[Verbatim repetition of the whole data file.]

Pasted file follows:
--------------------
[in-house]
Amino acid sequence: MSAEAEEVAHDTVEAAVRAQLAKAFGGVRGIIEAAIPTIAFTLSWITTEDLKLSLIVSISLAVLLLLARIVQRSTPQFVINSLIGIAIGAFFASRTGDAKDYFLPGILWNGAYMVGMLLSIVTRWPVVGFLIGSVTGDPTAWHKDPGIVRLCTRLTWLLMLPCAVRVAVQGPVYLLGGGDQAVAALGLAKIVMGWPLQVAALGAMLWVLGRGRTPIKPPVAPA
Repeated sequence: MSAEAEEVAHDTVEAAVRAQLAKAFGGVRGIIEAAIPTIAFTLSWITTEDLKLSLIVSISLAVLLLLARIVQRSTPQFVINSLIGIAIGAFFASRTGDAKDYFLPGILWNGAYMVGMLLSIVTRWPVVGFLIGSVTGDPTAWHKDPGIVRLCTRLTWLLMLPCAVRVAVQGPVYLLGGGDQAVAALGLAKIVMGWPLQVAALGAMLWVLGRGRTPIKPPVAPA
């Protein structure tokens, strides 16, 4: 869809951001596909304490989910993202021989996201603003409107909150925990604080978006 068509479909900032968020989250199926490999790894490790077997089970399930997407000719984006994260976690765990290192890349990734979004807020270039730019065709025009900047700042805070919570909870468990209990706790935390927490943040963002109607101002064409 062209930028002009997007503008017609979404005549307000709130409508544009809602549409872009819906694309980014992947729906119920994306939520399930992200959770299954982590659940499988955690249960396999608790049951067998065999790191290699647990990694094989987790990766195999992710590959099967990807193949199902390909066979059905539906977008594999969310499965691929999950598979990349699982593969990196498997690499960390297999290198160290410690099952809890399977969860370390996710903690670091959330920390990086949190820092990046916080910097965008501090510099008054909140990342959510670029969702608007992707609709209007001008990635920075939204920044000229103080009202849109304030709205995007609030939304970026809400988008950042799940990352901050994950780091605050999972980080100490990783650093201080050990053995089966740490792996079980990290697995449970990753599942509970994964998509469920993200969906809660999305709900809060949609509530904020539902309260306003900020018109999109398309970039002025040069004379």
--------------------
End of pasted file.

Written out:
[in-house]
Amino acid sequence: MSAEAEEVAHDTVEAAVRAQLAKAFGGVRGIIEAAIPTIAFTLSWITTEDLKLSLIVSISLAVLLLLARIVQRSTPQFVINSLIGIAIGAFFASRTGDAKDYFLPGILWNGAYMVGMLLSIVTRWPVVGFLIGSVTGDPTAWHKDPGIVRLCTRLTWLLMLPCAVRVAVQGPVYLLGGGDQAVAALGLAKIVMGWPLQVAALGAMLWVLGRGRTPIKPPVAPA
Repeated sequence: MSAEAEEVAHDTVEAAVRAQLAKAFGGVRGIIEAAIPTIAFTLSWITTEDLKLSLIVSISLAVLLLLARIVQRSTPQFVINSLIGIAIGAFFASRTGDAKDYFLPGILWNGAYMVGMLLSIVTRWPVVGFLIGSVTGDPTAWHKDPGIVRLCTRLTWLLMLPCAVRVAVQGPVYLLGGGDQAVAALGLAKIVMGWPLQVAALGAMLWVLGRGRTPIKPPVAPA
């Protein structure tokens, strides 16, 4: 869809951001596909304490989910993202021989996201603003409107909150925990604080978006 068509479909900032968020989250199926490999790894490790077997089970399930997407000719984006994260976690765990290192890349990734979004807020270039730019065709025009900047700042805070919570909870468990209990706790935390927490943040963002109607101002064409 062209930028002009997007503008017609979404005549307000709130409508544009809602549409872009819906694309980014992947729906119920994306939520399930992200959770299954982590659940499988955690249960396999608790049951067998065999790191290699647990990694094989987790990766195999992710590959099967990807193949199902390909066979059905539906977008594999969310499965691929999950598979990349699982593969990196498997690499960390297999290198160290410690099952809890399977969860370390996710903690670091959330920390990086949190820092990046916080910097965008501090510099008054909140990342959510670029969702608007992707609709209007001008990635920075939204920044000229103080009202849109304030709205995007609030939304970026809400988008950042799940990352901050994950780091605050999972980080100490990783650093201080050990053995089966740490792996079980990290697995449970990753599942509970994964998509469920993200969906809660999305709900809060949609509530904020539902309260306003900020018109999109398309970039002025040069004379």